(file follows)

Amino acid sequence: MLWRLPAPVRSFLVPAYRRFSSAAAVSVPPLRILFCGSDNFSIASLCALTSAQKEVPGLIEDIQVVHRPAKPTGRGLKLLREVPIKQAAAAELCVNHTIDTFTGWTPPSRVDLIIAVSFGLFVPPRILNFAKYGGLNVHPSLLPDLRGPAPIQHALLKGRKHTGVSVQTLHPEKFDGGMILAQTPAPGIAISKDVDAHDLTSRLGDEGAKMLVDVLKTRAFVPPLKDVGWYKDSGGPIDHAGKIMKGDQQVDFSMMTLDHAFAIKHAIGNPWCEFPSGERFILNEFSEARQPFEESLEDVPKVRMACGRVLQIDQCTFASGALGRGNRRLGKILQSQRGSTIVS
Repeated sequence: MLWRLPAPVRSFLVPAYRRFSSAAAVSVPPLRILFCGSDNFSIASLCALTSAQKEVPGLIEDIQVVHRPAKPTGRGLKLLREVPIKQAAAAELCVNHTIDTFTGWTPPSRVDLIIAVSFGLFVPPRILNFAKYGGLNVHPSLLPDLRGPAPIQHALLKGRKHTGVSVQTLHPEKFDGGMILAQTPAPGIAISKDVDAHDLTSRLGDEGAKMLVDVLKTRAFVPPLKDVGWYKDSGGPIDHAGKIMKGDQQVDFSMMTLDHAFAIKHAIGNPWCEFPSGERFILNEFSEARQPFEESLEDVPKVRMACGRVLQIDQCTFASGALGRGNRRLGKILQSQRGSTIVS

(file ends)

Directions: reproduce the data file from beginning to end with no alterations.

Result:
Amino acid sequence: MLWRLPAPVRSFLVPAYRRFSSAAAVSVPPLRILFCGSDNFSIASLCALTSAQKEVPGLIEDIQVVHRPAKPTGRGLKLLREVPIKQAAAAELCVNHTIDTFTGWTPPSRVDLIIAVSFGLFVPPRILNFAKYGGLNVHPSLLPDLRGPAPIQHALLKGRKHTGVSVQTLHPEKFDGGMILAQTPAPGIAISKDVDAHDLTSRLGDEGAKMLVDVLKTRAFVPPLKDVGWYKDSGGPIDHAGKIMKGDQQVDFSMMTLDHAFAIKHAIGNPWCEFPSGERFILNEFSEARQPFEESLEDVPKVRMACGRVLQIDQCTFASGALGRGNRRLGKILQSQRGSTIVS
Repeated sequence: MLWRLPAPVRSFLVPAYRRFSSAAAVSVPPLRILFCGSDNFSIASLCALTSAQKEVPGLIEDIQVVHRPAKPTGRGLKLLREVPIKQAAAAELCVNHTIDTFTGWTPPSRVDLIIAVSFGLFVPPRILNFAKYGGLNVHPSLLPDLRGPAPIQHALLKGRKHTGVSVQTLHPEKFDGGMILAQTPAPGIAISKDVDAHDLTSRLGDEGAKMLVDVLKTRAFVPPLKDVGWYKDSGGPIDHAGKIMKGDQQVDFSMMTLDHAFAIKHAIGNPWCEFPSGERFILNEFSEARQPFEESLEDVPKVRMACGRVLQIDQCTFASGALGRGNRRLGKILQSQRGSTIVS